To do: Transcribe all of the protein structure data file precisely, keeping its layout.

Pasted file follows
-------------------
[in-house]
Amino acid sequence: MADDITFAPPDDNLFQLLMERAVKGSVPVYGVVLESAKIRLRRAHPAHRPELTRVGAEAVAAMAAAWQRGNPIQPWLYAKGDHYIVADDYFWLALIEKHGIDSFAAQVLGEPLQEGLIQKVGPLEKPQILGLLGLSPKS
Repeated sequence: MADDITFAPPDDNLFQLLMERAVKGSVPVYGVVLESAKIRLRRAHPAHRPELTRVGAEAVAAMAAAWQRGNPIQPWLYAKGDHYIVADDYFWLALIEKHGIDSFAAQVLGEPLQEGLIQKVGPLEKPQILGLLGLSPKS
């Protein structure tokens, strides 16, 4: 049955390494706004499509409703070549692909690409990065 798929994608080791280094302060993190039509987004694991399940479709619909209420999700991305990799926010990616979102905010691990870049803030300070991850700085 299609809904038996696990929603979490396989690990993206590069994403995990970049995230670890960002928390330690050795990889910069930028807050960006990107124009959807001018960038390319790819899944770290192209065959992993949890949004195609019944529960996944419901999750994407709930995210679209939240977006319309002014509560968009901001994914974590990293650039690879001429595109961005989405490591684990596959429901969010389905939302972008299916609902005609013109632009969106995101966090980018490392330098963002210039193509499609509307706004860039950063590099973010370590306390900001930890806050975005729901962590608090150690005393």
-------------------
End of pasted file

[in-house]
Amino acid sequence: MADDITFAPPDDNLFQLLMERAVKGSVPVYGVVLESAKIRLRRAHPAHRPELTRVGAEAVAAMAAAWQRGNPIQPWLYAKGDHYIVADDYFWLALIEKHGIDSFAAQVLGEPLQEGLIQKVGPLEKPQILGLLGLSPKS
Repeated sequence: MADDITFAPPDDNLFQLLMERAVKGSVPVYGVVLESAKIRLRRAHPAHRPELTRVGAEAVAAMAAAWQRGNPIQPWLYAKGDHYIVADDYFWLALIEKHGIDSFAAQVLGEPLQEGLIQKVGPLEKPQILGLLGLSPKS
């Protein structure tokens, strides 16, 4: 049955390494706004499509409703070549692909690409990065 798929994608080791280094302060993190039509987004694991399940479709619909209420999700991305990799926010990616979102905010691990870049803030300070991850700085 299609809904038996696990929603979490396989690990993206590069994403995990970049995230670890960002928390330690050795990889910069930028807050960006990107124009959807001018960038390319790819899944770290192209065959992993949890949004195609019944529960996944419901999750994407709930995210679209939240977006319309002014509560968009901001994914974590990293650039690879001429595109961005989405490591684990596959429901969010389905939302972008299916609902005609013109632009969106995101966090980018490392330098963002210039193509499609509307706004860039950063590099973010370590306390900001930890806050975005729901962590608090150690005393």